Amersfoort Hometown Reflections by Mitchel Lensink

amersfoort photography

This guest post features some wonderful work from Mitchel Lensink, who shoots very creative urban landscapes in his hometown of Amersfoort, The Netherlands.

I’ve known Mitchel for a while now, through speaking to him on Twitter and seeing his work posted on Instagram and Unsplash, and have a great deal of respect for what he’s doing.

This isn’t about me, though, and there’s nobody better than Mitchel himself to talk you through his work.

Hometown reflections, Amersfoort

“My name is Mitchel Lensink and I am a photographer from Amersfoort, The Netherlands.

I mostly shoot cityscapes and portraits but a specialty of mine that people recognise me for most in the city is my reflection photography.

After rainfall I always run around my city looking for puddles, trying to find angles I haven’t already shot.

This last thing can be a particularly difficult feat, since my hometown is (for Dutch standards) average size with about 150,000 people but with a rather small old centre.

It just so happens to be that I focus my attention on this area since it is by far the prettiest and interesting for non-locals to look at and, conveniently, because I live right in the middle of it.

amersfoort photography central square

Bringing my Amersfoort photography to the world

A few of my reflection shots have already caught the attention of the people around my city and it has been more than once that I saw them popping up in different contexts.

I really enjoy it when people find good use for my pictures and I have always had an interest in finding ways to expand my work.

It was a friend that came up with the idea I should go and make postcards out of my Amersfoort photographs as a way to give my work a wider purpose.

She works at a shop that’s always interested in giving local artists a platform and I absolutely loved the idea of having a physical product for sale in a prominent place in the city.

Amersfoort has seen a major increase in tourism the last few years and I could perfectly provide the increasing number of tourists with a typical ‘Amersfoort photo’ without them needing to resort to some generic image.

This is also one of the reasons I like to focus on my hometown as my subject. The city is small enough to have a significant influence on but big enough to support a vibrant creative community.

amersfoort central square

Amersfoort postcards series 1

I had a good look at my Amersfoort photography, picked out eight shots I liked the best, and made two postcard series out of them.

For the first series, I settled on all landscape-orientation shots of the most well-known locations in the city.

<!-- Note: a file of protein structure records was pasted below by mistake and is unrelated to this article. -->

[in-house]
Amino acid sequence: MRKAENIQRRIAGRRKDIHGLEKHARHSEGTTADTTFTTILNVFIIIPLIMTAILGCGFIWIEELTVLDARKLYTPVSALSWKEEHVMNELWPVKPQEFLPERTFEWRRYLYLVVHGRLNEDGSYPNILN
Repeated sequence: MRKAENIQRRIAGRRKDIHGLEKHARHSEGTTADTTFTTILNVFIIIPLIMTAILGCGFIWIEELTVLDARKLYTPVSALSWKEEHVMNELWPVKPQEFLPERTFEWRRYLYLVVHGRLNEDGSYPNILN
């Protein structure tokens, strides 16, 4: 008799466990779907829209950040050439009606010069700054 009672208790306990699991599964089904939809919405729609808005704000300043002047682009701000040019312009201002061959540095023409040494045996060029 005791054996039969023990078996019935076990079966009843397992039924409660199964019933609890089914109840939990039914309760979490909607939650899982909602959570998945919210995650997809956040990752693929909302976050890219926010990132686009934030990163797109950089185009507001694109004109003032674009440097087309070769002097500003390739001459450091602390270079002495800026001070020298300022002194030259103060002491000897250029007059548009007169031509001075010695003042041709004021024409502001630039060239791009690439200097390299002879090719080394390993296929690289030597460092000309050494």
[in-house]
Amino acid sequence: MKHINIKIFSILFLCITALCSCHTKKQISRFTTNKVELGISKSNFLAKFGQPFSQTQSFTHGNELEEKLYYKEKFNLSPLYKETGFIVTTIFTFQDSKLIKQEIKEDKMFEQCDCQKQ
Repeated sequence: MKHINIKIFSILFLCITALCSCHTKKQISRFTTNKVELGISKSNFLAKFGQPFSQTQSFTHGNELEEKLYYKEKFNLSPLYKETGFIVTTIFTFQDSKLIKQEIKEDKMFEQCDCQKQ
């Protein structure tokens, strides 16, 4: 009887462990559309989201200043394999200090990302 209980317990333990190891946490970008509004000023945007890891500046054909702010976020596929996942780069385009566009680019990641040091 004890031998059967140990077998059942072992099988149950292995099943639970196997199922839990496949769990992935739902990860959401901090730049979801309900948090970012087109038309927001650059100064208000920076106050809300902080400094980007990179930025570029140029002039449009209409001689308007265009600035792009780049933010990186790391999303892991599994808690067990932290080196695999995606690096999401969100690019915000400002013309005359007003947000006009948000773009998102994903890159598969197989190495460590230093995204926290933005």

Three of the shots are of our central square but each taken at slightly different angles. The fourth shot I added – the church – is from one of the prettiest locations in the city.

Together, these shots form my first collection of reflection photographs that I am selling at the shop.

The second series is something I already curated but will hold onto for now, until the time is right to present these too.

An important thing I like to point out, is that I still don’t care too much for the money I can make from this but rather am excited about the possibility of people all over the country (or even world?) receiving one of my postcards.

I mean, sharing something that I can be proud of like this is a real dream.

amersfoort square

The secret behind my images

I get messages every now and then from people asking me how I get these reflections into my shots but there really isn’t a big secret to it.

Every one of these photos was shot on my Fujifilm X-T1 with the Samyang 12mm.

I don’t do any digital manipulation to my images other than adjusting some colouring and exposure levels like everybody else shooting their images in RAW.

So if you wish to achieve similar results, all I can tell you is to don’t get discouraged when it’s wet outside but to instead embrace it and keep a real close eye out for any puddles.

Even the smallest ones can be sufficient.

And that’s also a metaphor for the grander things in life, by the way.”

Wrapping up

There’s a lot to like about Mitchel’s Amersfoort photography, but I think the attempt to get it off the screen and into people’s hands is what I like the most.

I do have prints available from a print-on-demand website, but so do thousands of other people. Being pro-active and making postcards is another level and has to be admired.

If you want to see what else Mitchel is up to, go check out his website here, find more of his work on Unsplash or Instagram, or go say hello to him on Twitter.

And if you liked the Amersfoort reflections and think others will too, why not share or pin them?

2 thoughts on “Amersfoort Hometown Reflections by Mitchel Lensink”

  1. Simplest ideas are sometimes the cleverest and most effective. You’ve done extremely well to get these out as postcards. I researched putting some of my photos as cards and went so far as to approach people in the industry. I attended a trade fair of greetings cards, calendars and so on it was very illuminating. Whatever the aesthetic value of my work is, it ain’t selling! Although I have had my work exhibited publically. I’m inspired by you to look more closely at where I live and seek inspiration there so thankyou Mitchel. What a wonderful name LENSINK for a blog titled myfaveouritelens 🙂

    • Yep, I really liked these postcards when I saw them. Not sure if Mitch is still doing them as this was posted a while ago now. He’s a talented photographer though, worth tracking down the stuff he posts online. I think he puts a lot up on Unsplash.


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